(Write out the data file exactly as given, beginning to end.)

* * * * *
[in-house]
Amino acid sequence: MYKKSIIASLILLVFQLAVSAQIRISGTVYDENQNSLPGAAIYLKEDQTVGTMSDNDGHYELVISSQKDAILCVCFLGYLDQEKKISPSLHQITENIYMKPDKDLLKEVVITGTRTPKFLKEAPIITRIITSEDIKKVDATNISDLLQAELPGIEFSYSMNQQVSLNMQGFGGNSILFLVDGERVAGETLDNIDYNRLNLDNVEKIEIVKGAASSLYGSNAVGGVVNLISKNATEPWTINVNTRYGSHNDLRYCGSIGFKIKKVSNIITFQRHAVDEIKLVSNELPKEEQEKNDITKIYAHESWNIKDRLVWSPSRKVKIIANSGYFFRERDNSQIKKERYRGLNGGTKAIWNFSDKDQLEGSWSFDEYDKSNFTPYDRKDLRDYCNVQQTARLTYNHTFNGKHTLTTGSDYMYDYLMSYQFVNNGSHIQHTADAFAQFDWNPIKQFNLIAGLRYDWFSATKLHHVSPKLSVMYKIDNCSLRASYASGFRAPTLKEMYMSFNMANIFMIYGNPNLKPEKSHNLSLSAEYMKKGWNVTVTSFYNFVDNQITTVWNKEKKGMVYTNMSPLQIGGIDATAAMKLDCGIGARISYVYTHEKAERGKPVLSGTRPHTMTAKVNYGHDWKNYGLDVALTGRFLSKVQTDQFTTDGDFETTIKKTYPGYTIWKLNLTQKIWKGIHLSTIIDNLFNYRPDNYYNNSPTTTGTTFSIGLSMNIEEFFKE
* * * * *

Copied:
[in-house]
Amino acid sequence: MYKKSIIASLILLVFQLAVSAQIRISGTVYDENQNSLPGAAIYLKEDQTVGTMSDNDGHYELVISSQKDAILCVCFLGYLDQEKKISPSLHQITENIYMKPDKDLLKEVVITGTRTPKFLKEAPIITRIITSEDIKKVDATNISDLLQAELPGIEFSYSMNQQVSLNMQGFGGNSILFLVDGERVAGETLDNIDYNRLNLDNVEKIEIVKGAASSLYGSNAVGGVVNLISKNATEPWTINVNTRYGSHNDLRYCGSIGFKIKKVSNIITFQRHAVDEIKLVSNELPKEEQEKNDITKIYAHESWNIKDRLVWSPSRKVKIIANSGYFFRERDNSQIKKERYRGLNGGTKAIWNFSDKDQLEGSWSFDEYDKSNFTPYDRKDLRDYCNVQQTARLTYNHTFNGKHTLTTGSDYMYDYLMSYQFVNNGSHIQHTADAFAQFDWNPIKQFNLIAGLRYDWFSATKLHHVSPKLSVMYKIDNCSLRASYASGFRAPTLKEMYMSFNMANIFMIYGNPNLKPEKSHNLSLSAEYMKKGWNVTVTSFYNFVDNQITTVWNKEKKGMVYTNMSPLQIGGIDATAAMKLDCGIGARISYVYTHEKAERGKPVLSGTRPHTMTAKVNYGHDWKNYGLDVALTGRFLSKVQTDQFTTDGDFETTIKKTYPGYTIWKLNLTQKIWKGIHLSTIIDNLFNYRPDNYYNNSPTTTGTTFSIGLSMNIEEFFKE